Cannabis testing is still in the early stages. Eventually, regulations will specify testing equipment and protocols to be used, which will then generate more uniform results across testing labs.

Comprehensiveness

Cannabis testing requirements vary across states: some states require more comprehensive testing than others.[2] As previously noted, while more comprehensive requirements provide more information to consumers, they also increase processing costs and time requirements.

I think eventually, there will be a certain minimum battery of tests that are required for all cannabis products. But in addition to those minimum standards, some suppliers will offer more comprehensive information to those customers who are willing to pay the higher associated costs.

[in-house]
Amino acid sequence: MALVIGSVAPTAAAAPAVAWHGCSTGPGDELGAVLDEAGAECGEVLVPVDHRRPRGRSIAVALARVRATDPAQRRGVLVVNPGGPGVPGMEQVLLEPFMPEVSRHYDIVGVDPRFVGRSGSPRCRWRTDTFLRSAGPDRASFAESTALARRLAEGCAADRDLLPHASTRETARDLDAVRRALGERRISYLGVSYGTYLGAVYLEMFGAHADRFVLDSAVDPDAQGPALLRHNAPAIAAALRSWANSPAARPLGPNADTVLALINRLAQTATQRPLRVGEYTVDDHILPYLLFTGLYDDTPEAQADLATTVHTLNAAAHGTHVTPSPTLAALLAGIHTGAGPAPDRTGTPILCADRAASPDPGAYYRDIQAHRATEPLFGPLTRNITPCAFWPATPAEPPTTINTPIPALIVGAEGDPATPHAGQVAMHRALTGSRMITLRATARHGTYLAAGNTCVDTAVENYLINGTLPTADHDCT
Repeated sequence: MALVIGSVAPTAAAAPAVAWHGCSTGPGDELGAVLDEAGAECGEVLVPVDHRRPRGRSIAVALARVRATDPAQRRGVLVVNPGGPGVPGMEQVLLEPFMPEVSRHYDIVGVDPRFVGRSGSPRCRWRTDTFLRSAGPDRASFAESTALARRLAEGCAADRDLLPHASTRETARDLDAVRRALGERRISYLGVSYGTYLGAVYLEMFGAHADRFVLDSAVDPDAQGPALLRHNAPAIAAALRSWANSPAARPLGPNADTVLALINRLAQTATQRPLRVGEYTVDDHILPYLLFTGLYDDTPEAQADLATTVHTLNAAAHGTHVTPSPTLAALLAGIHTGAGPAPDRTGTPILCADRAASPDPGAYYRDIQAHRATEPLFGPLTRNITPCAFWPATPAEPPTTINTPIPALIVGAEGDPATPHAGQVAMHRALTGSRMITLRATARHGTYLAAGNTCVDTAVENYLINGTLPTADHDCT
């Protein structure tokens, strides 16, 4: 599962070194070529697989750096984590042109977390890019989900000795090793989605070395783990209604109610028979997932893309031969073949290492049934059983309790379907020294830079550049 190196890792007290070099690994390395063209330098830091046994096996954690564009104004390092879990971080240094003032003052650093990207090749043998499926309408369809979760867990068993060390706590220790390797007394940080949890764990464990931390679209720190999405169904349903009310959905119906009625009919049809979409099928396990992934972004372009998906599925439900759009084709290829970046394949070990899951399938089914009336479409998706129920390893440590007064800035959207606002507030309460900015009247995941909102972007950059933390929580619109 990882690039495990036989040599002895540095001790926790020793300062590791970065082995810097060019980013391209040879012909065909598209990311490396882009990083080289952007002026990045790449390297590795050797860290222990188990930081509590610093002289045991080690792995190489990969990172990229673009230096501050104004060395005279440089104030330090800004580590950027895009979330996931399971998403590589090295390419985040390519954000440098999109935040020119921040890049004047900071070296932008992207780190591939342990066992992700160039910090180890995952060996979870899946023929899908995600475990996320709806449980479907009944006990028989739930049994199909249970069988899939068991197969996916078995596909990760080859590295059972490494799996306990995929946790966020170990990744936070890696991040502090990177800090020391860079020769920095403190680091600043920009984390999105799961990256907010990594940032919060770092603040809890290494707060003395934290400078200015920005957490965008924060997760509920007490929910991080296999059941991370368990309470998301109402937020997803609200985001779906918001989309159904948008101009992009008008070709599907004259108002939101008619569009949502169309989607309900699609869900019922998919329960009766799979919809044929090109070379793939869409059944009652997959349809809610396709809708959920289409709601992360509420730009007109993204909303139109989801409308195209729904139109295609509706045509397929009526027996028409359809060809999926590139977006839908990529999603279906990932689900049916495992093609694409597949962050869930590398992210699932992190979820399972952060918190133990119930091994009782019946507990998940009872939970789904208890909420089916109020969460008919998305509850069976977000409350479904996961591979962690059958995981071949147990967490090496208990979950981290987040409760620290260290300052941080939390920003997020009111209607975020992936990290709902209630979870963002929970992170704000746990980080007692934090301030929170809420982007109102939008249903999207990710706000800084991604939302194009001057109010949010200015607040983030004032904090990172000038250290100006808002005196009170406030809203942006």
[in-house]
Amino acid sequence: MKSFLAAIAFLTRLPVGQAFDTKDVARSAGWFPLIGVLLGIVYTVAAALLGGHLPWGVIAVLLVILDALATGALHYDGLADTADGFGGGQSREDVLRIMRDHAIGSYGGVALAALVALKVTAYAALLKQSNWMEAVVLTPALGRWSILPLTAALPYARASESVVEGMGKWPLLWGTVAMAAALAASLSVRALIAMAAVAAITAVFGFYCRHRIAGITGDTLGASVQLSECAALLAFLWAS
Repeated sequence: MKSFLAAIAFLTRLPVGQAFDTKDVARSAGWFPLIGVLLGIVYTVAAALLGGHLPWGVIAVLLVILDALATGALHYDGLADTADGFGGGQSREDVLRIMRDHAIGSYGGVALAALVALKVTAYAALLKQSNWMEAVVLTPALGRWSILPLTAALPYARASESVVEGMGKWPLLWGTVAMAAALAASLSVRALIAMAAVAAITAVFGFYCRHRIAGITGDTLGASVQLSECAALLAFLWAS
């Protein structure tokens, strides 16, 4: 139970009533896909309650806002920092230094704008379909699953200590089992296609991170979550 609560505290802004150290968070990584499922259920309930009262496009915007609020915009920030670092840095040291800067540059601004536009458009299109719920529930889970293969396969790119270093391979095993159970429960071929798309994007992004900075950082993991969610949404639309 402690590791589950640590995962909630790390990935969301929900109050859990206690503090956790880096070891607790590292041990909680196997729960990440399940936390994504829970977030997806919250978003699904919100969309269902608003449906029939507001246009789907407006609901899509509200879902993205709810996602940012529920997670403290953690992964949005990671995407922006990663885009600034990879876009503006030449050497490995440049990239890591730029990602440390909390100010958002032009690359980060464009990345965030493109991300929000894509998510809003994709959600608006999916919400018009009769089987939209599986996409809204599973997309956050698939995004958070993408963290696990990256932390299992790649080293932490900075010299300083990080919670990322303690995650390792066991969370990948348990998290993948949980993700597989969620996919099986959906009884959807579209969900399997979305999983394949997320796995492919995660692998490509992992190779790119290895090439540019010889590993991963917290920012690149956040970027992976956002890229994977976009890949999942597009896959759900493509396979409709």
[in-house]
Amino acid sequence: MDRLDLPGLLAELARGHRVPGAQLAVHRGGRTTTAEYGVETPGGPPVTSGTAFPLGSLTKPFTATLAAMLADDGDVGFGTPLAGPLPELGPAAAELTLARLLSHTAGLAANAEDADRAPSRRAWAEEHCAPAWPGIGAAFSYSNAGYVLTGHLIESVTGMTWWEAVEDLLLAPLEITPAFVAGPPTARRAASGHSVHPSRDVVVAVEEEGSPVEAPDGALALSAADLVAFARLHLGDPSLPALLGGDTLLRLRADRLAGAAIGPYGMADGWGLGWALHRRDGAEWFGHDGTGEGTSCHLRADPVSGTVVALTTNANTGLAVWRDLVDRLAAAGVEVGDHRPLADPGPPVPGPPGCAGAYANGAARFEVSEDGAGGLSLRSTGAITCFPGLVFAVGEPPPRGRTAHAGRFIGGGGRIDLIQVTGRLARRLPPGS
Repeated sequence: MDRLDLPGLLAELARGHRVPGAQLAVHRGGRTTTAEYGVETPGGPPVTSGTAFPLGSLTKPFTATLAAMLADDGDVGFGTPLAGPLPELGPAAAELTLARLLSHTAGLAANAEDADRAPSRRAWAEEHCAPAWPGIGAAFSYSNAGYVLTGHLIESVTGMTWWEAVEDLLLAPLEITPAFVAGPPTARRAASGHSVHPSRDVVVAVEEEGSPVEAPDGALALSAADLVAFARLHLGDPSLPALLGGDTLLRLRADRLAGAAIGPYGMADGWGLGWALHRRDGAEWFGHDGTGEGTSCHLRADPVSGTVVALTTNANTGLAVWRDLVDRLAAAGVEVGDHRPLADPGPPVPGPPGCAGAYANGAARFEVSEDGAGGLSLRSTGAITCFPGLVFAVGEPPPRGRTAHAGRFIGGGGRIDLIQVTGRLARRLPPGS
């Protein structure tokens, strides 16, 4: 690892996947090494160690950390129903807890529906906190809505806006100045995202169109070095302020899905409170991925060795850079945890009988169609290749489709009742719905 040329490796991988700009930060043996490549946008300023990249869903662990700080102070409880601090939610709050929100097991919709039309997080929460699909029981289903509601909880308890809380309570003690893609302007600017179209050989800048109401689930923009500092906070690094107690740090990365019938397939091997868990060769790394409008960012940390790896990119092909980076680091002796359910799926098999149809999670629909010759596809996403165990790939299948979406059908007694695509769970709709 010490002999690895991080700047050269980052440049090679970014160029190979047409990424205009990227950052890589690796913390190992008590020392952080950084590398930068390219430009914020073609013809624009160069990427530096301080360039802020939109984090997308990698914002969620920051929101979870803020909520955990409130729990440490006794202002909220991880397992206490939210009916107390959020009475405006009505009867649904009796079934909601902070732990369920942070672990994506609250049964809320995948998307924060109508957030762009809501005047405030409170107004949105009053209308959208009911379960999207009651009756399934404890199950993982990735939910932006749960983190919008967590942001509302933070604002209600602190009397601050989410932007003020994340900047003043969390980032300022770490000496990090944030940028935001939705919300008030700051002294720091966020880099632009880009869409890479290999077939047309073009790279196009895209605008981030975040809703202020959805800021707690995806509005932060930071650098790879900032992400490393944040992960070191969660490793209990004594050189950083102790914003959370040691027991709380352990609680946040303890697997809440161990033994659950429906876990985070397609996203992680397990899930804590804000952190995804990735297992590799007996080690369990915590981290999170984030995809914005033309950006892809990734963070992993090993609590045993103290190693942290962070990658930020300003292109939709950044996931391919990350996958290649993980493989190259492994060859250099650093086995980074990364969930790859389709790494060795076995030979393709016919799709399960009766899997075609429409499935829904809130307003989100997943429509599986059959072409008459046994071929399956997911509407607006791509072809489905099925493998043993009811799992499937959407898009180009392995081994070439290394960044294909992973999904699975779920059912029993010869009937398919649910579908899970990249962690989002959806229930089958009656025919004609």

Labeling

The purpose of product labeling is to inform customers about product contents. All states require suppliers to include certain information on product labels. However, there is tremendous variation across states, across product forms, and across brands in the information provided on the labels.[3] Furthermore, the information required, as well as that provided, have been evolving over time. And if all this weren’t confusing enough, the fact that most product packages are only a couple of inches in size means a lot of information has to be crammed into tiny spaces using nano-sized type fonts. The good news is that cannabis labeling currently leaves huge room for future improvement.

Accuracy

One of the dirty little secrets in cannabis is the prevalence of inaccurately labeled packages. Studies continue to show that for large portions of cannabis products on the market, labeled information on products packages regarding potency does not match information generated by independent 3rd-party testing.[4] There are several reasons why labeled information may not match independently generated information, some innocent, but others malicious.